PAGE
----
The challenges that South Africans face every day have a serious impact on our people’s mental health. Prevailing living conditions and social drivers for the vast majority of our people, such as high levels of violence, poverty, unemployment, and inequality, combine to drive mental health disorders such as psychological distress, inability to concentrate, depression, anxiety, suicide, hopelessness, and feelings of worthlessness.
This makes it difficult to build social cohesion, foster civic-minded action, and encourage the emergence of a united citizenry, committed to community and national upliftment – in short, mental health affects the potential of our country.
According to the World Health Organisation’s 2022 World Mental Health Report, there were 970 million people living with mental disorders globally in 2019, including 14% of the world’s adolescents. Suicide accounted for more than one in 100 deaths; 58% of suicides occurred before the age of 50 and is the fourth-highest cause of death among 15 to 29-year-olds.
10 October is World Mental Health Day – and October is United Nations Mental Health Awareness Month – and presents an opportunity for people and communities to unite behind the 2023 theme ‘Mental health is a universal human right’ to improve knowledge, raise awareness and drive actions that promote and protect everyone’s mental health as a universal human right.
Mental health services in South Africa are inadequate in both the public and private sectors – it’s estimated that only 27% are receiving treatment. Only a small proportion of the country’s health budget is dedicated to mental health, with most of that available funding allocated to psychiatric hospitals, leaving very little for community-based services.
The NGO sector in South Africa therefore plays a huge role in on-the-ground awareness of mental health challenges – as well as their management. MySchool MyVillage MyPlanet supporters are able to select from a number of organizations in the space as beneficiaries from every swipe of their card at a retail partner.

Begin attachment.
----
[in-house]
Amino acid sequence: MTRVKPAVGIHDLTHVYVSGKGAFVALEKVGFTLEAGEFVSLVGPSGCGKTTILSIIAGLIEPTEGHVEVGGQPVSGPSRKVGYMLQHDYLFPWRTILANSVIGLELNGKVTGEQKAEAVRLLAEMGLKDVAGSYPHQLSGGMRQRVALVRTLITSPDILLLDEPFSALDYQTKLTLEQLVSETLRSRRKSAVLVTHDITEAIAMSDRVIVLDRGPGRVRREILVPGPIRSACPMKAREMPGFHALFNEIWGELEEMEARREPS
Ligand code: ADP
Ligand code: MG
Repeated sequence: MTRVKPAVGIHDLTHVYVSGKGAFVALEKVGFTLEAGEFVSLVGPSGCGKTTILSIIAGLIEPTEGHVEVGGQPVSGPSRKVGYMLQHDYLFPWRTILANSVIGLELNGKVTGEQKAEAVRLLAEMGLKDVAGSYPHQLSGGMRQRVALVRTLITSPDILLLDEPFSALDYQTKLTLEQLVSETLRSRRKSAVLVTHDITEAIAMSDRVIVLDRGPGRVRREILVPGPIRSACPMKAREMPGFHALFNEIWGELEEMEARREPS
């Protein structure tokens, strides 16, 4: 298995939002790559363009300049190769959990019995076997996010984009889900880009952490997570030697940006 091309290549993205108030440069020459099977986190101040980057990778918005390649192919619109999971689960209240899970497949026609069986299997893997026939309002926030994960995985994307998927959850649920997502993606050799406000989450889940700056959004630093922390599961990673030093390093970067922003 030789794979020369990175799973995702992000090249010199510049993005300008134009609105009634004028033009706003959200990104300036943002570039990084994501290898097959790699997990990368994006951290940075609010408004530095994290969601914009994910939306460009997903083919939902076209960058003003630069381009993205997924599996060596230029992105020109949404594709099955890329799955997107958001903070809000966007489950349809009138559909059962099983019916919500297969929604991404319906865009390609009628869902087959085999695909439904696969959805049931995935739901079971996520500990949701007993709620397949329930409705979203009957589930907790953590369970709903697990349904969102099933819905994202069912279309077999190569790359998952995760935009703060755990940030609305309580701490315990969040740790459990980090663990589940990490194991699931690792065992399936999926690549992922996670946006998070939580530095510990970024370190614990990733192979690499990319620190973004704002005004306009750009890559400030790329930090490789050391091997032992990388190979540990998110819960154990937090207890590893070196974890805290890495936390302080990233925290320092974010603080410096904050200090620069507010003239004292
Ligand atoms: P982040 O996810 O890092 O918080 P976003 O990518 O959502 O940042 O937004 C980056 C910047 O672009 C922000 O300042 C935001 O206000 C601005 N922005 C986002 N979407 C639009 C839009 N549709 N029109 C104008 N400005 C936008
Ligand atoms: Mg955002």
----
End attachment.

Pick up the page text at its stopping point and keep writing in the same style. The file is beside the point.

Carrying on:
Setting People up for Success
Bendigo House – named for the Spanish word meaning ‘bless’ – offers long-term accommodation with person-centered adaptive care to neurodiverse adults. It is a home away from home where residents can work on reaching their potential in spite of the challenges they face, with the support of professional staff. Entirely reliant on private funding, Bendiga House is managed by an in-house Social Worker (registered with SACSSP) – Ronel Schoeman – and the facility is licensed with the Department of Health and Wellness. When asked what the biggest challenge in the mental health field is, Schoeman says it’s impossible to measure success in the mental health field. “We are just trying to help as many people as possible. But I would say our biggest challenge is to create more tolerance and an understanding in society for what our clients experience. In general, people think the person suffering from a mental health issue can do something about it and can control it, which is not the case. They do not choose this. And they cannot control it,” she says. “Often when people move in with us, they feel rejected by society and they feel like a burden to their families. We have to work very hard to build their self-esteem and for them to feel respected and valued; therefore we aim to provide the highest level of care, which is a huge financial challenge.”
Schoeman says that it is very expensive to maintain a high level of care, which most families cannot afford. “We aim to provide nutritious, healthy meals with the best and freshest ingredients possible, but it is a daily financial struggle. We have a generous donor base – including MySchool supporters who nominate us as their chosen beneficiary and help support us with each swipe,” she says. “We also need employers to come on board to offer employment to neurodivergent adults in a nurturing, safe environment. If they are able to earn an income, it would relieve the financial burden on families and improve their self-esteem.”
Advocating for Sufferers
The South African Federation for Mental Health is a mental health-focused, human rights organisation with a 100-year track record of service delivery to South Africans from all walks of life. Since its humble beginnings, SAFMH has played an important role as an advocacy body, promoting community mental health care and de-institutionalization and fighting for the rights of persons with psychosocial and intellectual disabilities.
Today, SAFMH is the largest national mental health federation in South Africa, with the national office situated in Johannesburg, and 17 constituent bodies located in all nine provinces.
While SAFMH works at a strategic level with government and other national and international mental health stakeholders and partners to raise awareness of mental health and human rights and to advocate for improved resourcing of mental health, the Mental Health Societies are independent, community-based mental health organizations who deliver essential front-line mental health services to communities that are often under-resourced.
“Mental health really came into focus during COVID-19 lockdowns as people faced immense challenges in their lives – but, like COVID, the challenges didn’t simply disappear when lockdowns were lifted,” says MySchool MyVillage MyPlanet General Manager Pieter Twine. “Millions of people continue to suffer from mental health challenges and it’s essential to continue to help fund organizations working in the space to both raise awareness – so many people can recognize that they need help – and provide support in an underfunded field.”